From Zurich to Rome, there is striking new evidence that foreign investors are growing spooked by the risks of doing business with Iran. And they should be.
I was in Zurich last year after the signing of the nuclear deal sparked a gold rush by European governments and investors to cash in on the bonanza in Tehran.
At the time, organizers of the 2016 Europe-Iran Forum were brimming with “much excitement about the post-sanctions opportunity” laid out before them. Would-be-investors I talked to on the sidelines of the event were feeling bullish —lured by the promise of a large and lucrative market and eighty million potential new customers.
How much has changed in one year. At this year’s Europe-Iran Forum, slated for October, the admonition from organizers is “prudence.”
The unsettling reality in Iran is bringing some investors back down to earth because Iran isn’t simply an emerging market with untapped potential. It’s also the world’s leading state sponsor of terrorism.
Even Iranian media are increasingly acknowledging the “cloud of caution and uncertainty” that looms over the global investment conferences that have served as the main vehicle for the regime’s global road show.
The largest annual convention in Iran’s petroleum industry, known as the Iran Oil Show, opened in Tehran last month without big names such as BP and Total present. The director of public relations at the National Iranian Oil Company noted that “many top-flight oil companies, including BP and Total, did not want to participate in the 22 nd Iran oil exhibition this year and will only send their representatives to assess investment opportunities.”
One Iranian news report noted that the event was the “antithesis of last year’s exhibit, when oil giants visited post-sanctions Iran with high hopes for investment and collaboration…A walk through the halls of the 22nd oil exhibition gives the uneasy impression that barely in one year, the international companies have grown noticeably reserved and reticent.”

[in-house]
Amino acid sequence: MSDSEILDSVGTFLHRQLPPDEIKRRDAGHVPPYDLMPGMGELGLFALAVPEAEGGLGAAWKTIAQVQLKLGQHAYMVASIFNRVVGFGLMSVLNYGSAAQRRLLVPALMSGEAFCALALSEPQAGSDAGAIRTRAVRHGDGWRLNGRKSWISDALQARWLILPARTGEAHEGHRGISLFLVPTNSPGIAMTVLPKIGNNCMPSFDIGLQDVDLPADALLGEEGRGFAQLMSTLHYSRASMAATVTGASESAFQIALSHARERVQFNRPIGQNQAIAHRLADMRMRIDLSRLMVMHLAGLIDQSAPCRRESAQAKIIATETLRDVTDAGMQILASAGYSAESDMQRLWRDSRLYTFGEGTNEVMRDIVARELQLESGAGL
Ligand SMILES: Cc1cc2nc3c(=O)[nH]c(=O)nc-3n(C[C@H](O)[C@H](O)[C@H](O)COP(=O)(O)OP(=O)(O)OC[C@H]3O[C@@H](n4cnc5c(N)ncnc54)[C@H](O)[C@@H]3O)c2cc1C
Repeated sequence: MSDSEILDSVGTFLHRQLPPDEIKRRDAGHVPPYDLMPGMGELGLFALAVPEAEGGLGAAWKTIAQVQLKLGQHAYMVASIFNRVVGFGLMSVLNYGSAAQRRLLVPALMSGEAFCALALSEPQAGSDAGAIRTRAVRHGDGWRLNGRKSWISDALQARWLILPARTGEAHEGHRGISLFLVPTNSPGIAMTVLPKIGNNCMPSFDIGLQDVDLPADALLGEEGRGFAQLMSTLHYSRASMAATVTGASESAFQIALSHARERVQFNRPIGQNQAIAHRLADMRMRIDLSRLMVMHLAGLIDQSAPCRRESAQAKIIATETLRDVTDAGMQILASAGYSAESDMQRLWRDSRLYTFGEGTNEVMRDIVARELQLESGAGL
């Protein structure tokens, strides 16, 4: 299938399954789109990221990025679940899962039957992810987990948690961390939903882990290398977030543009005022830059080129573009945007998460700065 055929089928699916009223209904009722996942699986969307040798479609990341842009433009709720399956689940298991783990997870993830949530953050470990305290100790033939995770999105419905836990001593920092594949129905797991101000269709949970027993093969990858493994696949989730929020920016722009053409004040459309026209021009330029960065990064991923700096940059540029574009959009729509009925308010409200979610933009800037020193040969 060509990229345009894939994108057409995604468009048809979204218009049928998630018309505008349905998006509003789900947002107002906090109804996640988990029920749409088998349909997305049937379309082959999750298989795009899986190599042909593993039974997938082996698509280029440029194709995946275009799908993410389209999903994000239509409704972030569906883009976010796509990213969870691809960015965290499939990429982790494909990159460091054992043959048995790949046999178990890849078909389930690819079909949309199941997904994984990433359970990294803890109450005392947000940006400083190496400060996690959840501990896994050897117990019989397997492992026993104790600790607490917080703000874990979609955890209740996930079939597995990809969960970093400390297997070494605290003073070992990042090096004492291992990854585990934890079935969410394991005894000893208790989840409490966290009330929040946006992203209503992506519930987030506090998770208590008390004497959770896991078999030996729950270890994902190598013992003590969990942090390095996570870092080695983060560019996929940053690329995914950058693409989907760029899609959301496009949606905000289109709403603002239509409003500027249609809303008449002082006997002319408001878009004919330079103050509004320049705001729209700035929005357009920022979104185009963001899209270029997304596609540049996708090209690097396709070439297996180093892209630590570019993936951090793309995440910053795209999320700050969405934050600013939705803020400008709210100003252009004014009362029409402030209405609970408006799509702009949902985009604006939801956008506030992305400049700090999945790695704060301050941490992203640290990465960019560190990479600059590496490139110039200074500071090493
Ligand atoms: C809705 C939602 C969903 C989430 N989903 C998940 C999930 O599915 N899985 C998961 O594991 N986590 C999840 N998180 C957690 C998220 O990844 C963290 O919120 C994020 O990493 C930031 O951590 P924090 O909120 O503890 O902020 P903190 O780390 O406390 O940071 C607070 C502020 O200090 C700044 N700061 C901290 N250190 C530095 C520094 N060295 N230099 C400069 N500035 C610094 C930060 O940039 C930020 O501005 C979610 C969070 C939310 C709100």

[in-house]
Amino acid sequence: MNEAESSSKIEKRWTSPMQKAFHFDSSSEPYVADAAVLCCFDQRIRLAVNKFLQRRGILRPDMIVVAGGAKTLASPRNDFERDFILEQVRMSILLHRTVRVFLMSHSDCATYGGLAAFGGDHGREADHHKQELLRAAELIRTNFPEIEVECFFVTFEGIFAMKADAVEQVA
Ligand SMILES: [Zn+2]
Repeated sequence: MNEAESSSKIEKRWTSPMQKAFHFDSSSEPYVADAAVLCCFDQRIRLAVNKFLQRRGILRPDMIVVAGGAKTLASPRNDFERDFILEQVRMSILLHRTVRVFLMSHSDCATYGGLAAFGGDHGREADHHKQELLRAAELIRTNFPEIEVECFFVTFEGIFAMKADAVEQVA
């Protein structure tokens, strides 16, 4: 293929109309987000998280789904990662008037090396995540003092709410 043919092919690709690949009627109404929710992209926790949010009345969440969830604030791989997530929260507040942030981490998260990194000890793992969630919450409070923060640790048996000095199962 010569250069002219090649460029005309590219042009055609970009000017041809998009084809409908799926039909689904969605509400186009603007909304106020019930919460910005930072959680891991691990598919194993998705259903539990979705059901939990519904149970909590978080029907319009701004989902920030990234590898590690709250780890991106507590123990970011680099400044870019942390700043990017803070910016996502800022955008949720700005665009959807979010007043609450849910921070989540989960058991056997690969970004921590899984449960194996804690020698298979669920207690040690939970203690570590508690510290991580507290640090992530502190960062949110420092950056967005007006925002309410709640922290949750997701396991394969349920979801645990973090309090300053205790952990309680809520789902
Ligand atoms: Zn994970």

Examples of this dynamic abound:
—A breakfast session at an upcoming conference on June 20 th in London, “Investing in Iran: challenges and opportunities,” promises to tackle “challenges that remain – sanctions, compliance, [and] on the ground practicalities” – noting that “some sixteen months following the roll back of international sanctions, Iran’s investment potential is still to be fully realised.”
—The 2nd Iranian Consumer Summit in Paris, slated for September, will walk through “Investment Guarantees: How to protect your investments if things go wrong?”
—At the Iran International Oil, Gas & Petrochemical Summit in Rome this July, topics will include 1) Avoiding common pitfalls and red tape, 2) ensuring compliance with US and international banking restrictions” and 3) “Conducting a risk assessment.”
At issue is the invisible hand of sanctioned organizations like the Islamic Revolutionary Guard Corps (IRGC) and its vast economic footprint.
According to the U.S. Treasury Department, the IRGC is Iran’s “most powerful economic actor.” It represents around one-sixth of the country’s gross domestic product and controls hundreds of front companies that mask its involvement in huge swaths of the economy.
Just consider the case of Taiwan’s Yang Ming, one of the largest cargo shipping lines in the world. In March, it confirmed to United Against Nuclear Iran, an advocacy group where I serve as an advisory board member, that it would stop its work at Iran’s largest container port by the end of April.
The layers of ownership are endlessly complex: One IRGC-controlled entity, the Tidewater Middle East Co., is blacklisted by the Treasury Department and operates in six of Iran’s ports and terminals: Assaluyeh Port, Bandar Anzali, Bandar Imam Khomeini Grain Terminal, Aprin Port, Amir Abad Port Complex, and Khorramshar Port.
That means foreign shipping companies could unwittingly become entangled by IRGC-controlled entities that have successfully masked their involvement in the industry — paying loading, docking and other port fees to an internationally-sanctioned terrorist group.
Now, other companies operating at Iranian ports are in the crosshairs, including Evergreen Marine (Taiwan), Pacific International Lines (Singapore), Regional Container Lines (Thailand), Maersk (Denmark), Ignazio Messina (Italy), and Hyundai (Korea).
If Yang Ming’s announcement triggers a broader exodus, it could potentially deprive the world’s leading state sponsor of terrorism of a critical economic lifeline since they provide access to global markets, especially oil.
As a result, foreign investors risk enriching an internationally sanctioned terrorist group. It’s risky business.
Source » newsweek